The Hard Truth

Isaiah 43_7

As I sat on my bed one day, a couple of weeks ago, pondering some things, a passage of Scripture—that blew my mind upon my initial reading of it some years ago—came to mind (as it does sometimes). In that passage, a man of God’s longing for something outside of the will of God for his life is revealed, and we also find God’s response to it there. Who is the man in question? His name is Baruch (buh-rook), and he’s a scribe to Jeremiah, the prophet. Follow me to Jeremiah chapter 45, to hear Baruch’s complaint and God’s response. 

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Through God’s words here, spoken by Jeremiah, we see that Baruch had some complaints about the way his life was turning out. He complained (as we see in verse 3), “Woe is me! For the LORD has added sorrow to my pain. I am weary with my groaning, and I find no rest.” So we see here Baruch charging God with adding sorrow to a life he deemed painful enough.

Being the scribe of Jeremiah, who was highly persecuted and ostracized for speaking the truth of God, Baruch, it is said, felt the difficulties of Jeremiah’s life and longed for what he deemed “better” (maybe for a career and success). But, was that in God’s plan for his life? We find God’s answer in verses 4-5. There, God says, “Behold, what I have built I am breaking down, and what I have planted I am plucking up—that is, the whole land. And do you seek great things for yourself? Seek them not, for behold, I am bringing disaster upon all flesh, declares the LORD. But I will give you your life as a prize of war in all places to which you may go.”

Baruch’s shoulders may have slumped a bit upon hearing the hard truth that what he sought wouldn’t come into fruition, but it was a truth that would stand, nonetheless.

Sometimes we, like Baruch, desire things that are outside of God’s plan for our lives, like worldly success. We are groomed from our youths to “be somebody,” to “take the world by storm,” to “be a success,” and never to “consider that God’s plan may include some otherness,” which has absolutely nothing to do with the plans and/or timetables we’ve established for ourselves (or that others have established for us). … And this can make the pill—the hard truth that God’s plan is totally different from ours—hard to swallow.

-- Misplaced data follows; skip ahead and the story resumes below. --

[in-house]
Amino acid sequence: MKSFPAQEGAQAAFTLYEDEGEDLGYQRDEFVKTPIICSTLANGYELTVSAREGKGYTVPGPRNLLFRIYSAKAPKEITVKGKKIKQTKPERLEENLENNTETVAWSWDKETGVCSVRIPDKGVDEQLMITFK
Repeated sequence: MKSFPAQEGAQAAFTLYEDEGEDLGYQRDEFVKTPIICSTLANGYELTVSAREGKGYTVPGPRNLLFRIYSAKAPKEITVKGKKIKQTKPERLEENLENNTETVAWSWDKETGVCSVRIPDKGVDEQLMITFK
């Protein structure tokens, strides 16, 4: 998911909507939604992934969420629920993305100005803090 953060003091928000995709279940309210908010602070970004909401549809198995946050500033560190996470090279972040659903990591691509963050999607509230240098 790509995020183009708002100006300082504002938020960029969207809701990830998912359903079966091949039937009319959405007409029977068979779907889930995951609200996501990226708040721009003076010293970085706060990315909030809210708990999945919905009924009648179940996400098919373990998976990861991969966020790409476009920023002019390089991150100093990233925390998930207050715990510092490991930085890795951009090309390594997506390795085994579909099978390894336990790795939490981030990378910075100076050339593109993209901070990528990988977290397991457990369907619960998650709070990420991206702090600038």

However, unlike what was/is taught to us, God is the Potter (the Master); we are the clay (it’s never the other way around). Those outside of Him may conform to their own way and seem as if they’re “winning” (nevertheless, see Psalm 37); but we who profess to know Him aren’t to conform to our own way or the ways and principles of this world in an effort to “win,” or to do anything; we are to conform to the standards of Christ (which results in the true and ultimate win!).

This world, sisters, is not our home. Therefore, we aren’t to entangle ourselves with the happenings of it.

Can God establish us in different places in this world for His glory? Yes. Should being established in this (crumbling) world be our hearts’ sole desire? No. We are to keep our focus on Christ, following His blueprint for our lives. And yes, that blueprint will include pain, suffering, discomfort, hardship, persecution (cf. Philippians 1:29). But we know that it doesn’t mean we’re any less blessed, as the world would claim (Baruch’s name actually means blessed), and that it’s all working together for our good and the Father’s glory…

So, we rest!

“For I consider that the sufferings of this present time are not worth comparing with the glory that is to be revealed to us.” – Romans 8:18

 

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